"The tempest in a pea cup," is what some are calling #GuacamoleGate, brought on by the simple addition of peas to a traditional guacamole recipe, along with President Obama's reaction via Twitter. Now people are dipping their chips in delight or anguish. Some cry sacrilege. Others love the “decalorization” of the usually calorie-laden dip. The recent debate started when the New York Times published a recipe for guac that included green peas. The dichotomy of opinions on #PeasInGuac became an even more fiery debate when President Obama weighed in. And when the Today Show aired a taste-off yesterday, the hashtags #PeasPlease and #PeasPass went up for vote and the storm began.
But is it a new idea as everyone seems to think?
Not at all,” says Wellness Warrior founder Deborah Szekely, who co-founded Rancho La Puerta (a spa and fitness resort in Mexico) in 1940, and also founded the Golden Door in 1958. “It all began with Spa Cuisine and the spa chefs who have been doing it for at least 40 years or more.”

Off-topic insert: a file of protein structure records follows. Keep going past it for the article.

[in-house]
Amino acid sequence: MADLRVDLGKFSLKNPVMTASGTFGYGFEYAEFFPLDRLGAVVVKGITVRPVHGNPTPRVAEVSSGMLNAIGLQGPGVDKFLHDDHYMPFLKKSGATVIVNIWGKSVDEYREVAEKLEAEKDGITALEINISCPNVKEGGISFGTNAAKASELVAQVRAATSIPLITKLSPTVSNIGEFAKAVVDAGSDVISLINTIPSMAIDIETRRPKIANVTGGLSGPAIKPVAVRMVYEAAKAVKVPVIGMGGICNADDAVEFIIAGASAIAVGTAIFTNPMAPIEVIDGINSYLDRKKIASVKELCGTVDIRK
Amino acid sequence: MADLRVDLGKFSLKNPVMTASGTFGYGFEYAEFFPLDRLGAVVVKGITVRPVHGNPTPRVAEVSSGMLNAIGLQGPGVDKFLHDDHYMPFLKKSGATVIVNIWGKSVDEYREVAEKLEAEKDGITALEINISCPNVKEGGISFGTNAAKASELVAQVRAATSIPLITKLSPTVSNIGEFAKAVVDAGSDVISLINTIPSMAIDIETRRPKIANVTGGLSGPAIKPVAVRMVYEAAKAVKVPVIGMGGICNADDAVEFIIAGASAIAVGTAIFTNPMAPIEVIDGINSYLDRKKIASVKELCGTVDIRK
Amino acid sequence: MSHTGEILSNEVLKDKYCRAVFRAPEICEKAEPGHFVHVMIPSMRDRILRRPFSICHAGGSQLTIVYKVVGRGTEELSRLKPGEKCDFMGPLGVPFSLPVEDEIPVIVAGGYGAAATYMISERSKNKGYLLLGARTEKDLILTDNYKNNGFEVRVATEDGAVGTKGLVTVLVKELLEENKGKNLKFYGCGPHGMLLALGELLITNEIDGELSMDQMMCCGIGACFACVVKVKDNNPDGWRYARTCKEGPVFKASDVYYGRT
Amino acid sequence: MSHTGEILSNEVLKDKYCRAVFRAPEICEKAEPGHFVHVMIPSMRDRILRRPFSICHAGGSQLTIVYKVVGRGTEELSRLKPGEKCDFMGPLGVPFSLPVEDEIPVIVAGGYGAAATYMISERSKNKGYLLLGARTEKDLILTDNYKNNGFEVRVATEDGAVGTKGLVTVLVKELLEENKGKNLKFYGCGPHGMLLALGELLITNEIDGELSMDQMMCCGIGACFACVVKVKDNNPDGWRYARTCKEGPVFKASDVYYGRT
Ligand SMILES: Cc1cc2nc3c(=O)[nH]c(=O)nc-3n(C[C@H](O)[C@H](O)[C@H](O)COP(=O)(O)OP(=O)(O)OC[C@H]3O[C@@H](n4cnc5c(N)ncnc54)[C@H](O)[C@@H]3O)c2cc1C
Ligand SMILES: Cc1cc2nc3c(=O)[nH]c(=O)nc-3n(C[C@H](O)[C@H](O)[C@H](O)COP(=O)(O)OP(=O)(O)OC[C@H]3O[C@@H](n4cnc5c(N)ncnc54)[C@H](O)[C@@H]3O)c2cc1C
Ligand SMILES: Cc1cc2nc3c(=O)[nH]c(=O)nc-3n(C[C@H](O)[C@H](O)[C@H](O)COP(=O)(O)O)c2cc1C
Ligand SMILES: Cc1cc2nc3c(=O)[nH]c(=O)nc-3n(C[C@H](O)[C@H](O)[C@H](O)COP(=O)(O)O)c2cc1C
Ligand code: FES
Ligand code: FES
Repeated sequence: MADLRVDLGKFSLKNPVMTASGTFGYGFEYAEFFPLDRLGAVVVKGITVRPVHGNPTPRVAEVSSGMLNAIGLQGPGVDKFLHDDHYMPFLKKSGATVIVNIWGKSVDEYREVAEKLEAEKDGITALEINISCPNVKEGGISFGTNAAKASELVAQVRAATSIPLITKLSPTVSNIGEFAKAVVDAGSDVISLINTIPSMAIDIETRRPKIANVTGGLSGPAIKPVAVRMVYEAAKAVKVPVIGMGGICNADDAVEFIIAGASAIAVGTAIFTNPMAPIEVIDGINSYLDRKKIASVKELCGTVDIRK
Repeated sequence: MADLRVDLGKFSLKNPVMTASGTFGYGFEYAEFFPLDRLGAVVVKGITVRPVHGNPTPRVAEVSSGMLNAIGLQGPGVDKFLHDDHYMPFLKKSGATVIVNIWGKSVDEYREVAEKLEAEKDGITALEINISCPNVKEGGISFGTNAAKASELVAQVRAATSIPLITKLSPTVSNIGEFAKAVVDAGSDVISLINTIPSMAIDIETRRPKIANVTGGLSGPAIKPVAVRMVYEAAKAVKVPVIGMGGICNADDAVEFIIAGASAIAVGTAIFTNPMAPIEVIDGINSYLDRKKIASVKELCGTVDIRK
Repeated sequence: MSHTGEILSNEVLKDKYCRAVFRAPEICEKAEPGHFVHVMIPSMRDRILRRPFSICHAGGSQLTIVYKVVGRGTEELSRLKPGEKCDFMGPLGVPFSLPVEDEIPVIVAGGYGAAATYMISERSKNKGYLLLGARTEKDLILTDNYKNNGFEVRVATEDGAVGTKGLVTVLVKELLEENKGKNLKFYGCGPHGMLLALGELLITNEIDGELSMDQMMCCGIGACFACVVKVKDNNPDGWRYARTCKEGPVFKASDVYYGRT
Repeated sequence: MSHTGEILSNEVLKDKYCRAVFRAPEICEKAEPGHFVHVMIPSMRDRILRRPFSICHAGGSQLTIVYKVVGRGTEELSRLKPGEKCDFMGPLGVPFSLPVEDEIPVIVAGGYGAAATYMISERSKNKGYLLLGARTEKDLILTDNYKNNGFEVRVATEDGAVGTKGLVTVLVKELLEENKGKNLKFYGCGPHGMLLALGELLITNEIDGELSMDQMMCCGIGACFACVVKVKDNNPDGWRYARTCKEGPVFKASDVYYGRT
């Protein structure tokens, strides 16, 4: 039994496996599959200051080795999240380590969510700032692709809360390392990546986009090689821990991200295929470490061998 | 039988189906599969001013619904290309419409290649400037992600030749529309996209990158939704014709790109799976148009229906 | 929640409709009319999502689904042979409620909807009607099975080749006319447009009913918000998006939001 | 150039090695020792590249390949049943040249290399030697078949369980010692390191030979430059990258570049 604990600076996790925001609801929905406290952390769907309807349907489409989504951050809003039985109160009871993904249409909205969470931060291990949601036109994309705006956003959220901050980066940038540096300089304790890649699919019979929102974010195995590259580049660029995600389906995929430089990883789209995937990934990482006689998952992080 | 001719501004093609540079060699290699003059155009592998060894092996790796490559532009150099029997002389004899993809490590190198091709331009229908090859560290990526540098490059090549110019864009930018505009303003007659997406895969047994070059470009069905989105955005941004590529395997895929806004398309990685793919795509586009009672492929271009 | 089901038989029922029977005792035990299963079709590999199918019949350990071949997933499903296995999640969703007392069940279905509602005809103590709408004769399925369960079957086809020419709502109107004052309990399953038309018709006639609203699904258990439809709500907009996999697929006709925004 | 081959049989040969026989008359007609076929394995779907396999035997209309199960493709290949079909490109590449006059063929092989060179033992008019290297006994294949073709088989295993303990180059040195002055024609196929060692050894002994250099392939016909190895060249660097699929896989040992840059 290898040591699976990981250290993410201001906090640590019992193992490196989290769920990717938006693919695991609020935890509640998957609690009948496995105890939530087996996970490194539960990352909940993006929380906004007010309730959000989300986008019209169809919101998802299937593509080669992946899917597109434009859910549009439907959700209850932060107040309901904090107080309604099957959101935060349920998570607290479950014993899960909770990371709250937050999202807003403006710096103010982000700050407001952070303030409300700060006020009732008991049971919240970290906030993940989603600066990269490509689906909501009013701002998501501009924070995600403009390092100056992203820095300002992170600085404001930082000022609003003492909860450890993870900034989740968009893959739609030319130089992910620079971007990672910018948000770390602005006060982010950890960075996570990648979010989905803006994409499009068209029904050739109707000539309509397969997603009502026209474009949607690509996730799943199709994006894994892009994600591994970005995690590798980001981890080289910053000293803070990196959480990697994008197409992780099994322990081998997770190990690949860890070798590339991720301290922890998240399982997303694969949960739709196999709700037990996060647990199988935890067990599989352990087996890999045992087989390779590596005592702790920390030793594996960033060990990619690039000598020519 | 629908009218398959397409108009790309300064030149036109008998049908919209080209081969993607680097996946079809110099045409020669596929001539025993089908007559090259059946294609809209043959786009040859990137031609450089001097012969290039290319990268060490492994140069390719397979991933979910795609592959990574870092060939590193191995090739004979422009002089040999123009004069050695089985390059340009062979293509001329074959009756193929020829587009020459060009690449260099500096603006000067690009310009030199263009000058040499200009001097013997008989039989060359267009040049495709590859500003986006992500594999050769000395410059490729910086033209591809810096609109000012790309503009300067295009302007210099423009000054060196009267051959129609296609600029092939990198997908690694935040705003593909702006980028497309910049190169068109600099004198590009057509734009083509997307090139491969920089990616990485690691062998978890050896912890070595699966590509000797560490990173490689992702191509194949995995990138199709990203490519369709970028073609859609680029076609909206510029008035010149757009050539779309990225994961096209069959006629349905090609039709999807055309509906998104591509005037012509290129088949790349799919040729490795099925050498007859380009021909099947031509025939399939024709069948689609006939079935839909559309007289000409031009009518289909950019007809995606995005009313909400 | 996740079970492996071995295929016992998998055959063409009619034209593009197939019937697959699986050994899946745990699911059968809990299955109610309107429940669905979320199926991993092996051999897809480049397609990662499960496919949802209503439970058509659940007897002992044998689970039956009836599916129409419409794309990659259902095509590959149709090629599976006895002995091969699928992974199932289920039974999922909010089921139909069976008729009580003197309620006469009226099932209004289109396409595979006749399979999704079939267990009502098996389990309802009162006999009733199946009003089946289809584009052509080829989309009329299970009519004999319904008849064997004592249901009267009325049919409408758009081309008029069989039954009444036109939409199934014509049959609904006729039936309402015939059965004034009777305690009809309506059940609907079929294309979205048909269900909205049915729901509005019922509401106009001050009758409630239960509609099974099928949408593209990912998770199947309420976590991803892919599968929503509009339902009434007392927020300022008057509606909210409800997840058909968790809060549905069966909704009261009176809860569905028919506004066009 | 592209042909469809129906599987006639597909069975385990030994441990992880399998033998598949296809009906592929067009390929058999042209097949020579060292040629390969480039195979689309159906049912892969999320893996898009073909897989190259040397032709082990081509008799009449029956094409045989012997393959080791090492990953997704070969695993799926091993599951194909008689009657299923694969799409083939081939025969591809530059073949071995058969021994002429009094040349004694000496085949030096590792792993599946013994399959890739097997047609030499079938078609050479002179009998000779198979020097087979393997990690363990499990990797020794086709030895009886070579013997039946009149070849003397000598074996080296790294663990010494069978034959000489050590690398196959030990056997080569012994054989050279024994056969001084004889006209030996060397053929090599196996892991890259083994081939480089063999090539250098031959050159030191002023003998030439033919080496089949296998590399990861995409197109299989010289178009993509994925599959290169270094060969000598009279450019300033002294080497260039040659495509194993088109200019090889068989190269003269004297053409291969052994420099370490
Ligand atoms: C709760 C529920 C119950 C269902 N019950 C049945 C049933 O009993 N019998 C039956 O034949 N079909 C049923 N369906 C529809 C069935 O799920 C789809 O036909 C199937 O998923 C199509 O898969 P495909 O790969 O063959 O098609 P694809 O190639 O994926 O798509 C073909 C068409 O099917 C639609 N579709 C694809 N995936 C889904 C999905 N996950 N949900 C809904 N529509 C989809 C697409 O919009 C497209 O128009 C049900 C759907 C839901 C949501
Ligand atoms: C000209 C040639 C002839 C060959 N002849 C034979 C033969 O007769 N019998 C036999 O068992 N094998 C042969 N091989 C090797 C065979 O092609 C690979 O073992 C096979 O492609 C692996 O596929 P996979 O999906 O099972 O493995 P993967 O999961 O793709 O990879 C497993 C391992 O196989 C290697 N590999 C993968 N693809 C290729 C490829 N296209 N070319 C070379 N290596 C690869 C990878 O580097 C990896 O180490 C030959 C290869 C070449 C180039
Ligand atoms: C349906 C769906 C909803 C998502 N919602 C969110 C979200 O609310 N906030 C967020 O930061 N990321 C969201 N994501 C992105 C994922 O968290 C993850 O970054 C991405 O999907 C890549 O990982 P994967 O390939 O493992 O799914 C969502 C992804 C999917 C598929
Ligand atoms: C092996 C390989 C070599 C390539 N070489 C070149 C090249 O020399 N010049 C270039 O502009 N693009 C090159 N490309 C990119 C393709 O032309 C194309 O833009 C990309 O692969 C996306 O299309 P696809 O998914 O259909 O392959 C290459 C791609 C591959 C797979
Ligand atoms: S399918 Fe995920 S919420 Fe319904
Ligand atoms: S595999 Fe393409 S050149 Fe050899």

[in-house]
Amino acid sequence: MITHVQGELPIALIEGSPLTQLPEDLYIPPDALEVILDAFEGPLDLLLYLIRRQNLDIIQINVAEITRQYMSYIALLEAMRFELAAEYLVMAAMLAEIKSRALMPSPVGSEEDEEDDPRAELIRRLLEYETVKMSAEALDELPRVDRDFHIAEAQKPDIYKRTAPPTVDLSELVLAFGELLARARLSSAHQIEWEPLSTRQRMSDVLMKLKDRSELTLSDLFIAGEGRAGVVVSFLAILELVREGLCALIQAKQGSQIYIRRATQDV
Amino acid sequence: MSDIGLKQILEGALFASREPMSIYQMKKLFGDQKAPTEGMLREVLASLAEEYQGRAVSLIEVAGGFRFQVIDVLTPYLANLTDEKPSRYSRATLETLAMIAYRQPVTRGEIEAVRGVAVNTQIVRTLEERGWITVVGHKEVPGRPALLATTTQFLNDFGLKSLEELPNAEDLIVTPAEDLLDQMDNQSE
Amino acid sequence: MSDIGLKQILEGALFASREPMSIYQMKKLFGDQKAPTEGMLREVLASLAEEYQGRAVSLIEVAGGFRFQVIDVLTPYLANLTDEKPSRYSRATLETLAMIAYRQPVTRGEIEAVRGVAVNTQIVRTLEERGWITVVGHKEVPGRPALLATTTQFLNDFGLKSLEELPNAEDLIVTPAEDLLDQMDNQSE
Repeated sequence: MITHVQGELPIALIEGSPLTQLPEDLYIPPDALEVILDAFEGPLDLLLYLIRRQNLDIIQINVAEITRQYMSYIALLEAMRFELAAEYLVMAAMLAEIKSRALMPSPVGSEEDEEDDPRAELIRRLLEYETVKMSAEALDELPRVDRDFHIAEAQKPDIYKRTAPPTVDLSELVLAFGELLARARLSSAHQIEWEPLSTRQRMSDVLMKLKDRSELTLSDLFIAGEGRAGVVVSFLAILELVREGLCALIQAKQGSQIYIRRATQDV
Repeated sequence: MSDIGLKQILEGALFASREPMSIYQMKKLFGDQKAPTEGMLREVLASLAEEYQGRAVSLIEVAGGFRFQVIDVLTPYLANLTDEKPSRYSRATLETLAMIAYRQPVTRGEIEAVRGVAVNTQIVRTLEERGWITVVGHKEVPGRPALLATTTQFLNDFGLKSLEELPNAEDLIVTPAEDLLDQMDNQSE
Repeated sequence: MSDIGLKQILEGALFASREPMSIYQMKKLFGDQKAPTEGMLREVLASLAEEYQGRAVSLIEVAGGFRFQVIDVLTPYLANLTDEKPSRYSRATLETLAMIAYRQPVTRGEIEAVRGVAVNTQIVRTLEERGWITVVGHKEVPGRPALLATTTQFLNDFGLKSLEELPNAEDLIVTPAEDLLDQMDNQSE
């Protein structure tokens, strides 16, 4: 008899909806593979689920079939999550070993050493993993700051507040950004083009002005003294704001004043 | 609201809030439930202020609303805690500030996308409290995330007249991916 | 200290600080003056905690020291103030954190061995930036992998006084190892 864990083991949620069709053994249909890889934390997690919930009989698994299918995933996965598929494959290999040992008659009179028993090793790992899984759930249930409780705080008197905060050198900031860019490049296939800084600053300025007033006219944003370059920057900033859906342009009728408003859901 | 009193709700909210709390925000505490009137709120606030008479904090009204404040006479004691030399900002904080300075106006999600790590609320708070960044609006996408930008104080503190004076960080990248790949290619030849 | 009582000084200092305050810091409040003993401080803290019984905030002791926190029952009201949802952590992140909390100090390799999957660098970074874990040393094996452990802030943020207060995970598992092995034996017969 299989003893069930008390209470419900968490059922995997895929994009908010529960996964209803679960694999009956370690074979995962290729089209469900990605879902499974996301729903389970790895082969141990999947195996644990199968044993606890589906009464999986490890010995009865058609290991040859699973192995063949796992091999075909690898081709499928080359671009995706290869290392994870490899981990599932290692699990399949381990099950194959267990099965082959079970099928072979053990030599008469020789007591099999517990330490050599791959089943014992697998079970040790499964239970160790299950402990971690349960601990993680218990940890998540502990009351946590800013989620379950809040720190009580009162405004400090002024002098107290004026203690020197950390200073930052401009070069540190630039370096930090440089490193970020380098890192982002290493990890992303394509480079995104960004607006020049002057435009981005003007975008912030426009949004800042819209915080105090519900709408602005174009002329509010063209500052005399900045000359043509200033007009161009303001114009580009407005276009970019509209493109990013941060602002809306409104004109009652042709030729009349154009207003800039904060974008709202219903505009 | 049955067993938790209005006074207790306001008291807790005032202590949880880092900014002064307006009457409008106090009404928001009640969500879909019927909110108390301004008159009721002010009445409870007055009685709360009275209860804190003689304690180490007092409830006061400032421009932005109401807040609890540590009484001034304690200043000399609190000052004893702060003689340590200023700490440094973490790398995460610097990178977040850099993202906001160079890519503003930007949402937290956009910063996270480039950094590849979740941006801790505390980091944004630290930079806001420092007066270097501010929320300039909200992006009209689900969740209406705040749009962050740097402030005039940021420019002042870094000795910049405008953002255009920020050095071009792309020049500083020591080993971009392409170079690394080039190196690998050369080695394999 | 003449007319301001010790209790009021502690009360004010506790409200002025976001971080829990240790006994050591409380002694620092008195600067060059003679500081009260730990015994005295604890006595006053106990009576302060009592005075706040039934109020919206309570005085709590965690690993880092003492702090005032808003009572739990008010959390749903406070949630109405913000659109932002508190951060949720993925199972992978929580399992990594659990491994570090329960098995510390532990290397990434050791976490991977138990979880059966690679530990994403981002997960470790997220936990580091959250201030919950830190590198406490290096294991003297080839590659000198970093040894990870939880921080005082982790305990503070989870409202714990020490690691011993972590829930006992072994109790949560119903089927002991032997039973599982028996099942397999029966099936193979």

Some quick phone calls to two chefs who worked for Szekely as early as the 1970s confirmed it. Michel Stroot, a Belgian-born classically trained chef many credit as being one of the fathers of modern spa cuisine in America, started working for Szekely in 1974. He also did some consulting stints at Rancho La Puerta.
“We added peas to cut calories,” recalls Stroot. “I wasn’t much in favor of it, because I thought it added a certain sweetness. But the guests loved it.”
Another Rancho La Puerta chef, Bill Wavrin, author of “The Rancho La Puerta Cookbook” (1998, Broadway Books, New York), recalls experimenting with not only peas but also edamame (fresh soy beans) and broccoli.
“We blanched the edamame and/or broccoli for about 30 seconds, drained them, then chopped them in a food processor until about the consistency of coffee grounds before adding to the avocado,” said Wavrin. “It was always the most-requested recipe in my weekly cooking classes for the guests.”
So there you have it: GuacamoleGate all started when spa-wellness pioneer Deborah Szekely exhorted her chefs to keep it healthy, keep it delicious, but cut the calories.
“It did cut the calories perhaps 30 percent,” chuckles Wavrin. “Which meant that some of the guests felt that meant they could eat three times as much!”
Bill's Recipe is available here on our site. And we hope you dig in this 4th and share our #wwapprovedrecipe with family and friends who are on the side of #PeasPlease.
Chefs Bill Wavrin & Michel Stroot